Seasonal variations and mechanisms of groundwater nitrate pollution in the Gaza Strip


Nitrate represents one of the major pollutants of groundwater in the Gaza Strip. Several cases of blue babies disease were reported in the last couple of years. The present study is an investigation of the seasonal variations in nitrate concentration to better understand the mechanisms and parameters controlling this perilous pollutant. Nitrate was analysed in 100 wells (47 agricultural and 53 domestic) in five governorates. The results showed that 90% of the tested wells have nitrate far beyond the allowed values set by the World Health Organization (WHO). The average concentration of nitrate in domestic wells is 128 mg/L in June-July and 118 mg/L in Jan-Feb, and for the agricultural wells, the average is 100 mg/L in June-July, and 96 mg/L for Jan-Feb. The results suggest that the seasonal differences in nitrate concentrations of the domestic wells are slightly more observable than those of the agricultural wells. The environmental factors that control nitrate in groundwater are: a partially-confined aquifer, lack of a sewage system, population density, the presence of refugee camps, the presence of fertilizers and the annual rain. The variations in nitrate concentration of the domestic wells are not of considerable values. It is suggested that concrete policies in pollution control and/or prevention measures could be formulated upon better understanding of the environmental factors.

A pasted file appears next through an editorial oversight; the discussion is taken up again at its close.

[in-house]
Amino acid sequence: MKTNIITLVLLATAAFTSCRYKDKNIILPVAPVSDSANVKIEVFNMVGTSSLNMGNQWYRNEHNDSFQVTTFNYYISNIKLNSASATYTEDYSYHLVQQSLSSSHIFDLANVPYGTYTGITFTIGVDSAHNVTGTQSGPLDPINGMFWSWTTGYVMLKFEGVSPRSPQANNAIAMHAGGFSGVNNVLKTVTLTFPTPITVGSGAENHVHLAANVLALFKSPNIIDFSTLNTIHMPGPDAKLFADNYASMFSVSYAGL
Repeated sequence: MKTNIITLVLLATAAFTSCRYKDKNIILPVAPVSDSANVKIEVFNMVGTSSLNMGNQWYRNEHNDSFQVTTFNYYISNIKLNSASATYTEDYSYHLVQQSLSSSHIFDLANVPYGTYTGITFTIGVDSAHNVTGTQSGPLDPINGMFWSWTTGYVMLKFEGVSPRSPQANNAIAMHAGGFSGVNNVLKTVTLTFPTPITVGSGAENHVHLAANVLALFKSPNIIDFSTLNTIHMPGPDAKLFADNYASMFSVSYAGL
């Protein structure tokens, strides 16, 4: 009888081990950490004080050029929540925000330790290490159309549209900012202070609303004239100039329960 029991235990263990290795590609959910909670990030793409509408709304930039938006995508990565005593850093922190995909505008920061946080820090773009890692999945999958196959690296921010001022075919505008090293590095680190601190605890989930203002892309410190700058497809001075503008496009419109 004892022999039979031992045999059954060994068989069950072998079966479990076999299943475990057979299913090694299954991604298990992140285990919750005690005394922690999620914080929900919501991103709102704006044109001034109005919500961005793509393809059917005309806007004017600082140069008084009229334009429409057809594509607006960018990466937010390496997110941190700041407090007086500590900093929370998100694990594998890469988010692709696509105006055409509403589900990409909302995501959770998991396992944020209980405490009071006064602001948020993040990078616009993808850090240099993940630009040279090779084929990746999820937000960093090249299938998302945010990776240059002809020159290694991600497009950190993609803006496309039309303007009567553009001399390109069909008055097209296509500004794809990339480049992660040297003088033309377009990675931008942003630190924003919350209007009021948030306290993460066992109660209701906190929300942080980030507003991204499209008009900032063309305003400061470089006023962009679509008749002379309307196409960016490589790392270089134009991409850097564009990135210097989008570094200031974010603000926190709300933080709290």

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Correspondence to M. R. Al-Agha.

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Maila, Y.A., El-Nahal, I. & Al-Agha, M.R. Seasonal variations and mechanisms of groundwater nitrate pollution in the Gaza Strip. Env Geol 47, 84–90 (2004).

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  • Groundwater
  • Nitrate
  • Pollution
  • Gaza Strip
  • Palestine